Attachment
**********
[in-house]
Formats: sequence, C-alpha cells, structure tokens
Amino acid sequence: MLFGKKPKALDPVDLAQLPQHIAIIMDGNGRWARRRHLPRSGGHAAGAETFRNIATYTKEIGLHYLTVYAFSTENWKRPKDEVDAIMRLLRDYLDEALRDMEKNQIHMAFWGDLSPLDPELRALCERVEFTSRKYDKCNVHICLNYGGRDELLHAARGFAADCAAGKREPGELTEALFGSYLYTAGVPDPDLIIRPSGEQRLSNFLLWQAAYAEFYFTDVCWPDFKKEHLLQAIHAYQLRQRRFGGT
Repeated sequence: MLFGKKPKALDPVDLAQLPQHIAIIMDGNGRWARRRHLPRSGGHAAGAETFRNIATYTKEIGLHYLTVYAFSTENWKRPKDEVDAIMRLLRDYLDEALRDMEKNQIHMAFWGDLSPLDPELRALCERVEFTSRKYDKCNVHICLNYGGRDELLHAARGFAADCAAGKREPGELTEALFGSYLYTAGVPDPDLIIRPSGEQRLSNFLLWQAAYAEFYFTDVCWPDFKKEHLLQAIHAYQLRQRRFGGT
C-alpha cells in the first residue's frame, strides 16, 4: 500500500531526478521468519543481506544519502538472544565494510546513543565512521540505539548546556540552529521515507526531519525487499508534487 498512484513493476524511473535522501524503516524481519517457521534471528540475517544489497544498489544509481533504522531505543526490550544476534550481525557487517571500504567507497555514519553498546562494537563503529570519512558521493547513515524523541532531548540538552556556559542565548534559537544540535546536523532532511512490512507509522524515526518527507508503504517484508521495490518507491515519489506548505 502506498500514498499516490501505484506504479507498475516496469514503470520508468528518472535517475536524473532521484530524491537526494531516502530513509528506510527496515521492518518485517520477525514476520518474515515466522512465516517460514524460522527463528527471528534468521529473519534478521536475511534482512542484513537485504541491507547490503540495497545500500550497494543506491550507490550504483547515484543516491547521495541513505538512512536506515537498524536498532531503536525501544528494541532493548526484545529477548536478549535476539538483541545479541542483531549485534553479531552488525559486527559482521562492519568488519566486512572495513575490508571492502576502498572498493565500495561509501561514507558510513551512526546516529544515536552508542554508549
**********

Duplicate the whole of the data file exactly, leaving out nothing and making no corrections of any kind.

[in-house]
Formats: sequence, C-alpha cells, structure tokens
Amino acid sequence: MLFGKKPKALDPVDLAQLPQHIAIIMDGNGRWARRRHLPRSGGHAAGAETFRNIATYTKEIGLHYLTVYAFSTENWKRPKDEVDAIMRLLRDYLDEALRDMEKNQIHMAFWGDLSPLDPELRALCERVEFTSRKYDKCNVHICLNYGGRDELLHAARGFAADCAAGKREPGELTEALFGSYLYTAGVPDPDLIIRPSGEQRLSNFLLWQAAYAEFYFTDVCWPDFKKEHLLQAIHAYQLRQRRFGGT
Repeated sequence: MLFGKKPKALDPVDLAQLPQHIAIIMDGNGRWARRRHLPRSGGHAAGAETFRNIATYTKEIGLHYLTVYAFSTENWKRPKDEVDAIMRLLRDYLDEALRDMEKNQIHMAFWGDLSPLDPELRALCERVEFTSRKYDKCNVHICLNYGGRDELLHAARGFAADCAAGKREPGELTEALFGSYLYTAGVPDPDLIIRPSGEQRLSNFLLWQAAYAEFYFTDVCWPDFKKEHLLQAIHAYQLRQRRFGGT
C-alpha cells in the first residue's frame, strides 16, 4: 500500500531526478521468519543481506544519502538472544565494510546513543565512521540505539548546556540552529521515507526531519525487499508534487 498512484513493476524511473535522501524503516524481519517457521534471528540475517544489497544498489544509481533504522531505543526490550544476534550481525557487517571500504567507497555514519553498546562494537563503529570519512558521493547513515524523541532531548540538552556556559542565548534559537544540535546536523532532511512490512507509522524515526518527507508503504517484508521495490518507491515519489506548505 502506498500514498499516490501505484506504479507498475516496469514503470520508468528518472535517475536524473532521484530524491537526494531516502530513509528506510527496515521492518518485517520477525514476520518474515515466522512465516517460514524460522527463528527471528534468521529473519534478521536475511534482512542484513537485504541491507547490503540495497545500500550497494543506491550507490550504483547515484543516491547521495541513505538512512536506515537498524536498532531503536525501544528494541532493548526484545529477548536478549535476539538483541545479541542483531549485534553479531552488525559486527559482521562492519568488519566486512572495513575490508571492502576502498572498493565500495561509501561514507558510513551512526546516529544515536552508542554508549